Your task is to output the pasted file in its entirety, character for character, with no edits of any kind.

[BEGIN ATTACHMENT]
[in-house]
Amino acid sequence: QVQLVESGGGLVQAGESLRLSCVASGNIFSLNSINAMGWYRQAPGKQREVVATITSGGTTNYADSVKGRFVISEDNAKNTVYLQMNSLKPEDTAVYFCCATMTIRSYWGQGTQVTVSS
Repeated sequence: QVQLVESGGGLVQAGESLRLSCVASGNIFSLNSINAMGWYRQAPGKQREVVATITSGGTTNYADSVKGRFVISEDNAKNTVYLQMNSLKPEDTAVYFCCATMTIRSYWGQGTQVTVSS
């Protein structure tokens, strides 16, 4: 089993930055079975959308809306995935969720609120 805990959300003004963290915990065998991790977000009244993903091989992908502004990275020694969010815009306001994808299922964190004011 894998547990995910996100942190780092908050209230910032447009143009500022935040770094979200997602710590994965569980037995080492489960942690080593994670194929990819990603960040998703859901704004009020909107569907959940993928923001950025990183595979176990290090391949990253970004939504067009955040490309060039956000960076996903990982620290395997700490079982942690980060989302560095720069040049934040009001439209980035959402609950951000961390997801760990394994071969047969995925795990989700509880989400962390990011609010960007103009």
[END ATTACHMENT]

[in-house]
Amino acid sequence: QVQLVESGGGLVQAGESLRLSCVASGNIFSLNSINAMGWYRQAPGKQREVVATITSGGTTNYADSVKGRFVISEDNAKNTVYLQMNSLKPEDTAVYFCCATMTIRSYWGQGTQVTVSS
Repeated sequence: QVQLVESGGGLVQAGESLRLSCVASGNIFSLNSINAMGWYRQAPGKQREVVATITSGGTTNYADSVKGRFVISEDNAKNTVYLQMNSLKPEDTAVYFCCATMTIRSYWGQGTQVTVSS
């Protein structure tokens, strides 16, 4: 089993930055079975959308809306995935969720609120 805990959300003004963290915990065998991790977000009244993903091989992908502004990275020694969010815009306001994808299922964190004011 894998547990995910996100942190780092908050209230910032447009143009500022935040770094979200997602710590994965569980037995080492489960942690080593994670194929990819990603960040998703859901704004009020909107569907959940993928923001950025990183595979176990290090391949990253970004939504067009955040490309060039956000960076996903990982620290395997700490079982942690980060989302560095720069040049934040009001439209980035959402609950951000961390997801760990394994071969047969995925795990989700509880989400962390990011609010960007103009």